Subluxed facet joint is the mildest form of facet dislocation in which the ligamentous injury leads to partial uncovering of facet joint (c.f. complete uncovering in perched facet). This results in mild anterior displacement of one vertebral body on another (anterolisthesis).
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Suboccipital muscle group

The suboccipital muscle group contains four paired muscles, three of which pairs belong to the suboccipital triangle. These muscles all lie below the occipital bone and are responsible for postural support of the head, as well as extension, lateral flexion and rotation. As these muscles are smal...
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Suboccipital triangle

The suboccipital triangles are a paired triangular-shaped space formed by the configuration of three paired muscles in the posterior neck between the occipital bone, C1 and C2. Gross Anatomy The suboccipital triangle has an inferomedial pointing apex (pointing towards the nuchal ligament) form...
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Subperiosteal bone resorption

Subperiosteal bone resorption is the most consistent and specific finding of hyperparathyroidism and is virtually pathognomonic of the condition. Radiographic features While the terminal tufts of the phalanges are the most commonly involved bones, many others are involved: tufts of the distal...
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Subscapularis muscle

The subscapularis muscle is one of the four muscles that make up the rotator cuff, the others being: supraspinatus, infraspinatus and teres minor. Summary origin: subscapular fossa of the scapula insertion: lesser tubercle of the humerus some fibers also extend to the greater tubercle and bi...
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Subscapularis recess

The subscapularis recess, also known as the superior subscapularis recess or subscapularis bursa, is a normal extension of the glenohumeral joint capsule in between the superior and middle glenohumeral ligaments. Radiographic features MRI On sagittal oblique sequences and when distended with ...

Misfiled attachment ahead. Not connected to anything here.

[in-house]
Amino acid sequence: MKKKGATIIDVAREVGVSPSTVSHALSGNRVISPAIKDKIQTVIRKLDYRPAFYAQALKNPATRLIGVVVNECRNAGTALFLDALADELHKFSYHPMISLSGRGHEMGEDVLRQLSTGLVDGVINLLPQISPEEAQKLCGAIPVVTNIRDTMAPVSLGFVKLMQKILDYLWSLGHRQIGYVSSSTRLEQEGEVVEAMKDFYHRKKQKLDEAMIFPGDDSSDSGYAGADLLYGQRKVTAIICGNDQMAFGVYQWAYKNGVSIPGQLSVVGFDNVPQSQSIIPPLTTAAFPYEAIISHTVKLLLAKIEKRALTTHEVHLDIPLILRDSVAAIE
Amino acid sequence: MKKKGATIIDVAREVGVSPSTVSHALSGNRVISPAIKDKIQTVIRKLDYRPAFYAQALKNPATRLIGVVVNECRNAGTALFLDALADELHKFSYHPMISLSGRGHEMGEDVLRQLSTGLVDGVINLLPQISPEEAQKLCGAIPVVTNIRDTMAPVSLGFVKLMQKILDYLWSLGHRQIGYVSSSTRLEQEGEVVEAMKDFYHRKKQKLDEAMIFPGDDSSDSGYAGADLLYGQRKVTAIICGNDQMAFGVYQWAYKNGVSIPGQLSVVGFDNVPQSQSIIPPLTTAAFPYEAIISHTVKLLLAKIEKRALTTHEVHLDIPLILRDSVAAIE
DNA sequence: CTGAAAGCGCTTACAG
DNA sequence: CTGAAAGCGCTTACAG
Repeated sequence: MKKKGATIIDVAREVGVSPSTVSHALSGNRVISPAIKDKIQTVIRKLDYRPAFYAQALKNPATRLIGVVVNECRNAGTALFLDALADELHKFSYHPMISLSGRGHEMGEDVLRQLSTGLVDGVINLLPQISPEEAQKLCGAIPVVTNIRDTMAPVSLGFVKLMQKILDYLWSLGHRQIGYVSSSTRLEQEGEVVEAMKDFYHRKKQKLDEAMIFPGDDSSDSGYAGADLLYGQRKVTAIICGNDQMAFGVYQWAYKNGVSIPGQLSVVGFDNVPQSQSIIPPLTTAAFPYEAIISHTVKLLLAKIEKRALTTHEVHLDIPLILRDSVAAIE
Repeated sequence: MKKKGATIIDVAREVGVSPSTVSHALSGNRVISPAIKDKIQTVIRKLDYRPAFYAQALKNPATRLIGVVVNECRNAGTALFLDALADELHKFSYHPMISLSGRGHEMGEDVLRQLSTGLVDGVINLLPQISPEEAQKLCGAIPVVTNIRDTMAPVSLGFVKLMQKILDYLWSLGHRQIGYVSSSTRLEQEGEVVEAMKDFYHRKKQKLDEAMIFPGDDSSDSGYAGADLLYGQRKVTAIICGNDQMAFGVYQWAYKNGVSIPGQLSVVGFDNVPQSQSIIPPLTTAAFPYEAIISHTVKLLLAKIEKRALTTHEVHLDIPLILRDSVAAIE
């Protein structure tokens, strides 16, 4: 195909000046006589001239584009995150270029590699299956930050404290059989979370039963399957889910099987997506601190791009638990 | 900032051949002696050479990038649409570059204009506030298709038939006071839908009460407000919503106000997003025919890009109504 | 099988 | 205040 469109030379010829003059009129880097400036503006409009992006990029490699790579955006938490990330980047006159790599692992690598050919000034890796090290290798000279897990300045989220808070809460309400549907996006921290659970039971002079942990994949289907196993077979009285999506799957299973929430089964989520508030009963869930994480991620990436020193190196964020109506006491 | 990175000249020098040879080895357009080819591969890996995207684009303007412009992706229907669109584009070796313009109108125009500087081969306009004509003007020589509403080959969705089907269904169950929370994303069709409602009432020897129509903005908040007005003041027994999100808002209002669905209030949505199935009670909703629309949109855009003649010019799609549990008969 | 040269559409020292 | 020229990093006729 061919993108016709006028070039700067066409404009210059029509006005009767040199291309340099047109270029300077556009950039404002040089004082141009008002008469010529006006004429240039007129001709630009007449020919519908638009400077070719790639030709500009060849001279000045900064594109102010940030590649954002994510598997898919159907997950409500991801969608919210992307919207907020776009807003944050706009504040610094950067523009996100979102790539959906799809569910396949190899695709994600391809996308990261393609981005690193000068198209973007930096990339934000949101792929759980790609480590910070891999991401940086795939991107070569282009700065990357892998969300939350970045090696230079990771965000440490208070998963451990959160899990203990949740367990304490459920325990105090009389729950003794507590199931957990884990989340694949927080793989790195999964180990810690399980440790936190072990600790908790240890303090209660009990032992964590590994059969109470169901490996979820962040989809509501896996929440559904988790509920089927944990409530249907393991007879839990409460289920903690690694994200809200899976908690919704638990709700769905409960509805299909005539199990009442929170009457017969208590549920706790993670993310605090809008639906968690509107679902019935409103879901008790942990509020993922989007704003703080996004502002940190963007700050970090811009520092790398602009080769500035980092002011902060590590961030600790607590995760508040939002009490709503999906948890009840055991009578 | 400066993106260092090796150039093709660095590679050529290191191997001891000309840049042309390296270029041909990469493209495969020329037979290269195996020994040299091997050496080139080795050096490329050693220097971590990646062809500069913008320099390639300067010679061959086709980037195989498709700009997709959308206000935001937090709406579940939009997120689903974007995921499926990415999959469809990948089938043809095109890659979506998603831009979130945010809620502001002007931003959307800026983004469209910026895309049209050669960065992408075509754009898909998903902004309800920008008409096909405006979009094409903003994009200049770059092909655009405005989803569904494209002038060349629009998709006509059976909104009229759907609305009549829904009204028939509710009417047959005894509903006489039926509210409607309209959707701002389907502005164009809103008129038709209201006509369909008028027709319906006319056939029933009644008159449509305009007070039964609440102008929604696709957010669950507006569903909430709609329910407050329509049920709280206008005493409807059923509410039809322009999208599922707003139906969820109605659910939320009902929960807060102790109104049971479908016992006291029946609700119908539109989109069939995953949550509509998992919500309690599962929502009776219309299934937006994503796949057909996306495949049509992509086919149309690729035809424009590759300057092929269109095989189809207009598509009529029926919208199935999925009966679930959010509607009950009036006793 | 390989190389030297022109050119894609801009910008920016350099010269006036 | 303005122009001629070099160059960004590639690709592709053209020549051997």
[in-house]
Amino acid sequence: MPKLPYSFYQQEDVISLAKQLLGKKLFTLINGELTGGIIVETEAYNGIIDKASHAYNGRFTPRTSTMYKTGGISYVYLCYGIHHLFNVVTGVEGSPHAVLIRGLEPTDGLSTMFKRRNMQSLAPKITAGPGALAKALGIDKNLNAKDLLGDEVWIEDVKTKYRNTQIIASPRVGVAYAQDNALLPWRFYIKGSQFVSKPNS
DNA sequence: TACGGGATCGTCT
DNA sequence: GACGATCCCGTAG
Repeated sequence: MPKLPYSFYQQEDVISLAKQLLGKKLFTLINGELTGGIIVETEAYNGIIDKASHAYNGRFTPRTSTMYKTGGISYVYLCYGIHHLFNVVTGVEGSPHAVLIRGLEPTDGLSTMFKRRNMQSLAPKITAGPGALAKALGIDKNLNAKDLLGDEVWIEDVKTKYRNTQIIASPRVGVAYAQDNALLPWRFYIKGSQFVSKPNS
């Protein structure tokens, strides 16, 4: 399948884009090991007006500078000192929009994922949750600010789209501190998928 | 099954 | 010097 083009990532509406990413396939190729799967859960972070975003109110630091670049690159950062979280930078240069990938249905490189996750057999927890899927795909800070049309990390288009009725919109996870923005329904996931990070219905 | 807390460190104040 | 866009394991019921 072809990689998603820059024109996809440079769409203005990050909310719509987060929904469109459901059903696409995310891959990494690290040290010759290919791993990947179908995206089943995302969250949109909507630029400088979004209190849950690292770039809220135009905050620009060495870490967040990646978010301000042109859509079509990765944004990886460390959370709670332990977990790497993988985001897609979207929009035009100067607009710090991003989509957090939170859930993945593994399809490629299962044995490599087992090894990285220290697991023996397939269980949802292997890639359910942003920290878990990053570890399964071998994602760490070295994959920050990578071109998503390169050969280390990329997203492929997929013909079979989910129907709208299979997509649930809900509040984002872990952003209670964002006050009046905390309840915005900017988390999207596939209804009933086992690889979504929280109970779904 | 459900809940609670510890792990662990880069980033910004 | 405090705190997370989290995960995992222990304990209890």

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Subspine impingement of the hip

Subspine impingement of the hip is a type of extra-articular hip impingement, also known as anterior inferior iliac spine impingement. This condition occurs when a low-lying or enlarged anterior inferior iliac spine contacts the femoral neck with hip flexion. Presenting symptoms of this conditio...
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Subtalar arthritis

Subtalar arthritis refers to arthritis affecting the subtalar joint. Pathology Etiology primary osteoarthritis rheumatoid arthritis trauma: fractures (e.g. prior calcaneal fracture) infection: septic arthritis deposition disease: gout, pseudogout  tibialis posterior tendon dysfunction t...
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Subtalar dislocation

Subtalar dislocations is the simultaneous dislocation of the talonavicular and talocalcaneal joints, without tibiotalar or talar neck fractures 1. Epidemiology Subtalar dislocations comprise 1-2% of all dislocations. Pathology Mechanism Subtalar dislocations are often associated with high e...
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Subtalar joint

The subtalar joint may refer to one or two articulations: the anatomic subtalar joint, i.e. talocalcaneal joint the clinical subtalar joint, i.e. talocalcaneal and talonavicular joints Please see the main articles for further descriptions of the separate joints.  Related pathology subtalar ...
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Subungual exostosis

Subungual exostoses are benign osteocartilaginous tumors that occur beneath the nail bed.  Epidemiology These lesions are most commonly found in children and young adolescents 1,2.  Clinical presentation Although they can be found beneath any nail, they most commonly affect the big (first) t...